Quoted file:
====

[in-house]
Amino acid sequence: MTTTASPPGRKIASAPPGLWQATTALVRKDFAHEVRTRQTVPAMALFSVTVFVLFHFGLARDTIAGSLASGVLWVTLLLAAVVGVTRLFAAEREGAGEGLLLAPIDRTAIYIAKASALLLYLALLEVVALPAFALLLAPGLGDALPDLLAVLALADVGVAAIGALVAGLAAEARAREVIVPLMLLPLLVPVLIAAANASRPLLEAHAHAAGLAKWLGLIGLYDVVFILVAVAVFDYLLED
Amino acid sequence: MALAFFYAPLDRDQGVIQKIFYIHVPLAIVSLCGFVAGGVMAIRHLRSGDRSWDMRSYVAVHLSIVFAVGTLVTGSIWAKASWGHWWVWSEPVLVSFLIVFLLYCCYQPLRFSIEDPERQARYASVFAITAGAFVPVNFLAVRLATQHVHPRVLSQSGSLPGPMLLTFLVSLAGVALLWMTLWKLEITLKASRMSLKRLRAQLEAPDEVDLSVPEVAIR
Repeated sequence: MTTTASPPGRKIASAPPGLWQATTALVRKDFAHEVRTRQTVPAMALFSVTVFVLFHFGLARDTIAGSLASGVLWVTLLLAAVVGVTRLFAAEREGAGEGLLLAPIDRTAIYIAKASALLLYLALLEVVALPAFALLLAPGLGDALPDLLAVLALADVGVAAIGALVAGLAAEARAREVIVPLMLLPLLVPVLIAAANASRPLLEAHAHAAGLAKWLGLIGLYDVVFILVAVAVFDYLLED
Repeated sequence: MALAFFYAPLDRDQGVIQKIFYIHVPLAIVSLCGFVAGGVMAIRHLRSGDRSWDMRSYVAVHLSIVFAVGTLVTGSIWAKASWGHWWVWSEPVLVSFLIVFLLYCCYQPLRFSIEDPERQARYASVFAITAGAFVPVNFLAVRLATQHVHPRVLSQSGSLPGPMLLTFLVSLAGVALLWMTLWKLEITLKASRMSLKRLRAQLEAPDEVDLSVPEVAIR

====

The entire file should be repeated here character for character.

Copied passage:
[in-house]
Amino acid sequence: MTTTASPPGRKIASAPPGLWQATTALVRKDFAHEVRTRQTVPAMALFSVTVFVLFHFGLARDTIAGSLASGVLWVTLLLAAVVGVTRLFAAEREGAGEGLLLAPIDRTAIYIAKASALLLYLALLEVVALPAFALLLAPGLGDALPDLLAVLALADVGVAAIGALVAGLAAEARAREVIVPLMLLPLLVPVLIAAANASRPLLEAHAHAAGLAKWLGLIGLYDVVFILVAVAVFDYLLED
Amino acid sequence: MALAFFYAPLDRDQGVIQKIFYIHVPLAIVSLCGFVAGGVMAIRHLRSGDRSWDMRSYVAVHLSIVFAVGTLVTGSIWAKASWGHWWVWSEPVLVSFLIVFLLYCCYQPLRFSIEDPERQARYASVFAITAGAFVPVNFLAVRLATQHVHPRVLSQSGSLPGPMLLTFLVSLAGVALLWMTLWKLEITLKASRMSLKRLRAQLEAPDEVDLSVPEVAIR
Repeated sequence: MTTTASPPGRKIASAPPGLWQATTALVRKDFAHEVRTRQTVPAMALFSVTVFVLFHFGLARDTIAGSLASGVLWVTLLLAAVVGVTRLFAAEREGAGEGLLLAPIDRTAIYIAKASALLLYLALLEVVALPAFALLLAPGLGDALPDLLAVLALADVGVAAIGALVAGLAAEARAREVIVPLMLLPLLVPVLIAAANASRPLLEAHAHAAGLAKWLGLIGLYDVVFILVAVAVFDYLLED
Repeated sequence: MALAFFYAPLDRDQGVIQKIFYIHVPLAIVSLCGFVAGGVMAIRHLRSGDRSWDMRSYVAVHLSIVFAVGTLVTGSIWAKASWGHWWVWSEPVLVSFLIVFLLYCCYQPLRFSIEDPERQARYASVFAITAGAFVPVNFLAVRLATQHVHPRVLSQSGSLPGPMLLTFLVSLAGVALLWMTLWKLEITLKASRMSLKRLRAQLEAPDEVDLSVPEVAIR